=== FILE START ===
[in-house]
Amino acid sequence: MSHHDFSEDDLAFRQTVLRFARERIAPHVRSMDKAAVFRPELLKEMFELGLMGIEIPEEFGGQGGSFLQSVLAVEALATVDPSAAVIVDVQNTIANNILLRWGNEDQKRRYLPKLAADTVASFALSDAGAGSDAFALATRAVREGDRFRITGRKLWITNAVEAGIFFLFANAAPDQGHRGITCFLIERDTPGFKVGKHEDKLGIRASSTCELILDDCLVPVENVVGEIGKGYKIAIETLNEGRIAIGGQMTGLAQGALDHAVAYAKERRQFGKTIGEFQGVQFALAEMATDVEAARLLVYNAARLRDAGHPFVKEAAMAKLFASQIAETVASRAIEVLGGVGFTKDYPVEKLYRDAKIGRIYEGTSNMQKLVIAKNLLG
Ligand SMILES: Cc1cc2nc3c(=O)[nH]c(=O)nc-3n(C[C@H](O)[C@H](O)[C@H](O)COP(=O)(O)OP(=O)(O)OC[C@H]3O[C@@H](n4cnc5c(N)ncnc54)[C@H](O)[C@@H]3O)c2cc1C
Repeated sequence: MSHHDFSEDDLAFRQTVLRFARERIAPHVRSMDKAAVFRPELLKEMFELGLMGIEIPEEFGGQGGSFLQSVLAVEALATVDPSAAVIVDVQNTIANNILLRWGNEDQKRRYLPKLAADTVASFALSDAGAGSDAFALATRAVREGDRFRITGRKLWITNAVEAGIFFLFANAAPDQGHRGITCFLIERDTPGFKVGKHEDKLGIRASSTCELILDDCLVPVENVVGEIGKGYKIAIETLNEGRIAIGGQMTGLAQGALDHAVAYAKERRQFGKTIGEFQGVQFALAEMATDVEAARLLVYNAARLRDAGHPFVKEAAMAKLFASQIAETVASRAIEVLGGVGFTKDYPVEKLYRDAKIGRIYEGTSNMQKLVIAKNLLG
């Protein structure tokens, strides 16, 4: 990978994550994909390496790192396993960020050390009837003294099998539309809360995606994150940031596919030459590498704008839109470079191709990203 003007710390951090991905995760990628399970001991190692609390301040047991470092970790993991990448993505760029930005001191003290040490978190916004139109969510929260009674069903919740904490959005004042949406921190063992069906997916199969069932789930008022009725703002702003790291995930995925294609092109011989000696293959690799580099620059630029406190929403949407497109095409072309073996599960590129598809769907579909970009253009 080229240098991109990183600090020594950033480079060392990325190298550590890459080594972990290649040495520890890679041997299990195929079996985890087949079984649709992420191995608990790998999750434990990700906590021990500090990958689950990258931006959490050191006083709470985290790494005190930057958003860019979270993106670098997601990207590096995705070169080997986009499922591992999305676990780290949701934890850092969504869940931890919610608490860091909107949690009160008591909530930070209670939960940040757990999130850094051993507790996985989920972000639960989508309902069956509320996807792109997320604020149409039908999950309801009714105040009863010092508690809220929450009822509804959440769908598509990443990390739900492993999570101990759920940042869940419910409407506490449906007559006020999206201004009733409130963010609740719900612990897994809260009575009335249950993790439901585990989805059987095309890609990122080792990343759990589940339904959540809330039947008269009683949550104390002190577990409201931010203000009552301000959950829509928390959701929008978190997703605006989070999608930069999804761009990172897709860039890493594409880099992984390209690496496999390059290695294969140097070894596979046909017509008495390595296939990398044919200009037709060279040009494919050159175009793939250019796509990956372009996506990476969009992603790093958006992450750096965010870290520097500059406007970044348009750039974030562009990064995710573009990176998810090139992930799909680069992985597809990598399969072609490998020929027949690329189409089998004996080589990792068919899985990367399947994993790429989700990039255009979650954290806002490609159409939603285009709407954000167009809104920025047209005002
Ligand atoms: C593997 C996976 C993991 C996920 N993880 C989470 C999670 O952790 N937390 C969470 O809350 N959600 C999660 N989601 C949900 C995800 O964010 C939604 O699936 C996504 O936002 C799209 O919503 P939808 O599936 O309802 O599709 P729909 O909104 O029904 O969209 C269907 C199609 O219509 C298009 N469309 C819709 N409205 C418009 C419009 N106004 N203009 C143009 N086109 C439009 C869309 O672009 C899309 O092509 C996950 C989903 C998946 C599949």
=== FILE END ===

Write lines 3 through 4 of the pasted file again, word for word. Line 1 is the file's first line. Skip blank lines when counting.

Ligand SMILES: Cc1cc2nc3c(=O)[nH]c(=O)nc-3n(C[C@H](O)[C@H](O)[C@H](O)COP(=O)(O)OP(=O)(O)OC[C@H]3O[C@@H](n4cnc5c(N)ncnc54)[C@H](O)[C@@H]3O)c2cc1C
Repeated sequence: MSHHDFSEDDLAFRQTVLRFARERIAPHVRSMDKAAVFRPELLKEMFELGLMGIEIPEEFGGQGGSFLQSVLAVEALATVDPSAAVIVDVQNTIANNILLRWGNEDQKRRYLPKLAADTVASFALSDAGAGSDAFALATRAVREGDRFRITGRKLWITNAVEAGIFFLFANAAPDQGHRGITCFLIERDTPGFKVGKHEDKLGIRASSTCELILDDCLVPVENVVGEIGKGYKIAIETLNEGRIAIGGQMTGLAQGALDHAVAYAKERRQFGKTIGEFQGVQFALAEMATDVEAARLLVYNAARLRDAGHPFVKEAAMAKLFASQIAETVASRAIEVLGGVGFTKDYPVEKLYRDAKIGRIYEGTSNMQKLVIAKNLLG